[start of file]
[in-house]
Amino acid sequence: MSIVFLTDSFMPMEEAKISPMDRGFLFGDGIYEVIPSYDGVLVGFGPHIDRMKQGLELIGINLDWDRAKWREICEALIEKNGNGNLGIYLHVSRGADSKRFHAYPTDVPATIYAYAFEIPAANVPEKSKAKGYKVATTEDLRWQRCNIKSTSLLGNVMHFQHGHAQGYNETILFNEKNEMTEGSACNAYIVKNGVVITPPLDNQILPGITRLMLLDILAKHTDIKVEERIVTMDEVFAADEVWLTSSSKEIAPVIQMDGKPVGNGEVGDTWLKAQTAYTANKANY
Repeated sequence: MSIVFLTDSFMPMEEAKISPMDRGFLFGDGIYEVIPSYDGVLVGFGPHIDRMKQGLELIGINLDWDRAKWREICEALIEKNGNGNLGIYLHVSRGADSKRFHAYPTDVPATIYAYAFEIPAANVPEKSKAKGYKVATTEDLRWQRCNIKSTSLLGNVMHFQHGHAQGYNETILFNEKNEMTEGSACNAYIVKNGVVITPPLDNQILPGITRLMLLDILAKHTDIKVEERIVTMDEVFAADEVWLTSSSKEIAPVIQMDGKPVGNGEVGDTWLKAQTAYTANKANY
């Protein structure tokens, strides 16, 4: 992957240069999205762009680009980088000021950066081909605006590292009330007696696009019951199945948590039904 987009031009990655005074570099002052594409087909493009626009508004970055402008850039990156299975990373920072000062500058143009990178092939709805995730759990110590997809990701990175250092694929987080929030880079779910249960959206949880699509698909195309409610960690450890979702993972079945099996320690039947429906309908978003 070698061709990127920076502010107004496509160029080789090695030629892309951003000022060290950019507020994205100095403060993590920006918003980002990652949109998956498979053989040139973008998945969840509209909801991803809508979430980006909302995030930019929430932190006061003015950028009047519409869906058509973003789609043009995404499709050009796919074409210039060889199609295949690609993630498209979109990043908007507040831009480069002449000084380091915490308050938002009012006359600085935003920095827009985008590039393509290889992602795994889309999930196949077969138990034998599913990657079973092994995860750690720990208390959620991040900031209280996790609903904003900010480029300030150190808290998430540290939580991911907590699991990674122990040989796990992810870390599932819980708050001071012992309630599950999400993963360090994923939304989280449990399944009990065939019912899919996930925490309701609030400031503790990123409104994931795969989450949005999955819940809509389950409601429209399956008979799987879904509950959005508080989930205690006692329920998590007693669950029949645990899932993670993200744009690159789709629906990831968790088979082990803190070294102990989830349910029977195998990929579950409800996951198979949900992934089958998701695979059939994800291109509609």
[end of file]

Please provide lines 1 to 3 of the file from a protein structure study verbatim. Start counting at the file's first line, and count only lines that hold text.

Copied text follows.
[in-house]
Amino acid sequence: MSIVFLTDSFMPMEEAKISPMDRGFLFGDGIYEVIPSYDGVLVGFGPHIDRMKQGLELIGINLDWDRAKWREICEALIEKNGNGNLGIYLHVSRGADSKRFHAYPTDVPATIYAYAFEIPAANVPEKSKAKGYKVATTEDLRWQRCNIKSTSLLGNVMHFQHGHAQGYNETILFNEKNEMTEGSACNAYIVKNGVVITPPLDNQILPGITRLMLLDILAKHTDIKVEERIVTMDEVFAADEVWLTSSSKEIAPVIQMDGKPVGNGEVGDTWLKAQTAYTANKANY
Repeated sequence: MSIVFLTDSFMPMEEAKISPMDRGFLFGDGIYEVIPSYDGVLVGFGPHIDRMKQGLELIGINLDWDRAKWREICEALIEKNGNGNLGIYLHVSRGADSKRFHAYPTDVPATIYAYAFEIPAANVPEKSKAKGYKVATTEDLRWQRCNIKSTSLLGNVMHFQHGHAQGYNETILFNEKNEMTEGSACNAYIVKNGVVITPPLDNQILPGITRLMLLDILAKHTDIKVEERIVTMDEVFAADEVWLTSSSKEIAPVIQMDGKPVGNGEVGDTWLKAQTAYTANKANY